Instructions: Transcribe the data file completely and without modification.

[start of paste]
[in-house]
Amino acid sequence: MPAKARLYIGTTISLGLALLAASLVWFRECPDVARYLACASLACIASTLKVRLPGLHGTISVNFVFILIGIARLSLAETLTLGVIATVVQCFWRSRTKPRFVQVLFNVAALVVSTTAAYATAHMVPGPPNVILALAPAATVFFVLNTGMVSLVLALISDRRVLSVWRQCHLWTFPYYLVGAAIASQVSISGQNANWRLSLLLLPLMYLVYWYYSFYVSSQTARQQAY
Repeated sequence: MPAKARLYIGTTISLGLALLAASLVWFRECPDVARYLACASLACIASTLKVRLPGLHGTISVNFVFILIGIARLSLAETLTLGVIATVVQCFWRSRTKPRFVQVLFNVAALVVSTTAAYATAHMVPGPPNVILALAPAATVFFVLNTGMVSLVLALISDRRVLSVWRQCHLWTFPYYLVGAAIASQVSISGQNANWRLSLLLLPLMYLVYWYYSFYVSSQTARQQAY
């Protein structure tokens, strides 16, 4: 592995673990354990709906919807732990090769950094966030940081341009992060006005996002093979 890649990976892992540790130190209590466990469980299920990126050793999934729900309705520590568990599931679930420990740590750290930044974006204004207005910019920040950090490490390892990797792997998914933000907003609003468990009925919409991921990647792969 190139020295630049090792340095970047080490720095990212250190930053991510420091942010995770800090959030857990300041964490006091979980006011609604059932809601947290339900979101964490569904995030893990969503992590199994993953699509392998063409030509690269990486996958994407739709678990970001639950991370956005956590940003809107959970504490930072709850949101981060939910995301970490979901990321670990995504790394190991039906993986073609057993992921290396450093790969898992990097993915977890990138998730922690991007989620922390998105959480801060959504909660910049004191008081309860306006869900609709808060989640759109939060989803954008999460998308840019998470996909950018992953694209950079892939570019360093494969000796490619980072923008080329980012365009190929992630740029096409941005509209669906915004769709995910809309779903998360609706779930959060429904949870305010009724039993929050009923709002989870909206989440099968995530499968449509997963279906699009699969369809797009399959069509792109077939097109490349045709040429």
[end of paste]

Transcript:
[in-house]
Amino acid sequence: MPAKARLYIGTTISLGLALLAASLVWFRECPDVARYLACASLACIASTLKVRLPGLHGTISVNFVFILIGIARLSLAETLTLGVIATVVQCFWRSRTKPRFVQVLFNVAALVVSTTAAYATAHMVPGPPNVILALAPAATVFFVLNTGMVSLVLALISDRRVLSVWRQCHLWTFPYYLVGAAIASQVSISGQNANWRLSLLLLPLMYLVYWYYSFYVSSQTARQQAY
Repeated sequence: MPAKARLYIGTTISLGLALLAASLVWFRECPDVARYLACASLACIASTLKVRLPGLHGTISVNFVFILIGIARLSLAETLTLGVIATVVQCFWRSRTKPRFVQVLFNVAALVVSTTAAYATAHMVPGPPNVILALAPAATVFFVLNTGMVSLVLALISDRRVLSVWRQCHLWTFPYYLVGAAIASQVSISGQNANWRLSLLLLPLMYLVYWYYSFYVSSQTARQQAY
């Protein structure tokens, strides 16, 4: 592995673990354990709906919807732990090769950094966030940081341009992060006005996002093979 890649990976892992540790130190209590466990469980299920990126050793999934729900309705520590568990599931679930420990740590750290930044974006204004207005910019920040950090490490390892990797792997998914933000907003609003468990009925919409991921990647792969 190139020295630049090792340095970047080490720095990212250190930053991510420091942010995770800090959030857990300041964490006091979980006011609604059932809601947290339900979101964490569904995030893990969503992590199994993953699509392998063409030509690269990486996958994407739709678990970001639950991370956005956590940003809107959970504490930072709850949101981060939910995301970490979901990321670990995504790394190991039906993986073609057993992921290396450093790969898992990097993915977890990138998730922690991007989620922390998105959480801060959504909660910049004191008081309860306006869900609709808060989640759109939060989803954008999460998308840019998470996909950018992953694209950079892939570019360093494969000796490619980072923008080329980012365009190929992630740029096409941005509209669906915004769709995910809309779903998360609706779930959060429904949870305010009724039993929050009923709002989870909206989440099968995530499968449509997963279906699009699969369809797009399959069509792109077939097109490349045709040429």